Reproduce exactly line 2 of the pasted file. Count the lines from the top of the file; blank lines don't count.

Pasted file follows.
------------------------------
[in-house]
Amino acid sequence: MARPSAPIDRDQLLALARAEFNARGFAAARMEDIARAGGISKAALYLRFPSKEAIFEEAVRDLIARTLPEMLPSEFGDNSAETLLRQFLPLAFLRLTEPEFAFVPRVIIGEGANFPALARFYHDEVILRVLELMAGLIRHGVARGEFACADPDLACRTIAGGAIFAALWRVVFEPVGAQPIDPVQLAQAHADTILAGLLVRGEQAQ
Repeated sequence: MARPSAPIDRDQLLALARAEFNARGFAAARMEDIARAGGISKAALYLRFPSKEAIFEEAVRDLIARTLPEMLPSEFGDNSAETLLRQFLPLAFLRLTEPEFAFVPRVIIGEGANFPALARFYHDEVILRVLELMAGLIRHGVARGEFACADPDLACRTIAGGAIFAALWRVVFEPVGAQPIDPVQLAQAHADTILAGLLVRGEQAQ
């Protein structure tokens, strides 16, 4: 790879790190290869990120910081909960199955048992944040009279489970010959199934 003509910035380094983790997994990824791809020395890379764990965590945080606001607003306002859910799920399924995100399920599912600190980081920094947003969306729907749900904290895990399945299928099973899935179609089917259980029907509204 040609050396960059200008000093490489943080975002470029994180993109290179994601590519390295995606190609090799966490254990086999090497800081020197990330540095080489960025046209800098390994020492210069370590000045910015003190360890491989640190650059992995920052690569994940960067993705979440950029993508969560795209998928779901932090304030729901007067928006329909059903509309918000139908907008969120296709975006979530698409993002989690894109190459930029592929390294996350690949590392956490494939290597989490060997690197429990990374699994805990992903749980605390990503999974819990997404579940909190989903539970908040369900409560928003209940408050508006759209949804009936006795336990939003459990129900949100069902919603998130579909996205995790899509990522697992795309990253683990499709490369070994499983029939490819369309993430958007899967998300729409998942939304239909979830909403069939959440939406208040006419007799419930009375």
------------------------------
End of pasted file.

Amino acid sequence: MARPSAPIDRDQLLALARAEFNARGFAAARMEDIARAGGISKAALYLRFPSKEAIFEEAVRDLIARTLPEMLPSEFGDNSAETLLRQFLPLAFLRLTEPEFAFVPRVIIGEGANFPALARFYHDEVILRVLELMAGLIRHGVARGEFACADPDLACRTIAGGAIFAALWRVVFEPVGAQPIDPVQLAQAHADTILAGLLVRGEQAQ